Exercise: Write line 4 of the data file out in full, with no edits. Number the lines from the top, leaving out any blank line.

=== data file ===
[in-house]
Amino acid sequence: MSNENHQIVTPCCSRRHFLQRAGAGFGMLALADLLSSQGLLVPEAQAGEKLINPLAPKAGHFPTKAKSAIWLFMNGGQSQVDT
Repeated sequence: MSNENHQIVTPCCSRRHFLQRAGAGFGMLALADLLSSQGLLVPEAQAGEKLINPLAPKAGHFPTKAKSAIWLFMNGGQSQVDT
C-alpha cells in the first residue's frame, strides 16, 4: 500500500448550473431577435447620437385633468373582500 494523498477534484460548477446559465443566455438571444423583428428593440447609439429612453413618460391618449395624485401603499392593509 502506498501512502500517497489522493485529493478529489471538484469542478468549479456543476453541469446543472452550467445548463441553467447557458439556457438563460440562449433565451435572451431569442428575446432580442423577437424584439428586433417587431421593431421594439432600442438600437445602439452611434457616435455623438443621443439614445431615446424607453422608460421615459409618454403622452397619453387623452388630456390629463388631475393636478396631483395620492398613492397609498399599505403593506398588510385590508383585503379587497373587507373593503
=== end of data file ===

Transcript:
C-alpha cells in the first residue's frame, strides 16, 4: 500500500448550473431577435447620437385633468373582500 494523498477534484460548477446559465443566455438571444423583428428593440447609439429612453413618460391618449395624485401603499392593509 502506498501512502500517497489522493485529493478529489471538484469542478468549479456543476453541469446543472452550467445548463441553467447557458439556457438563460440562449433565451435572451431569442428575446432580442423577437424584439428586433417587431421593431421594439432600442438600437445602439452611434457616435455623438443621443439614445431615446424607453422608460421615459409618454403622452397619453387623452388630456390629463388631475393636478396631483395620492398613492397609498399599505403593506398588510385590508383585503379587497373587507373593503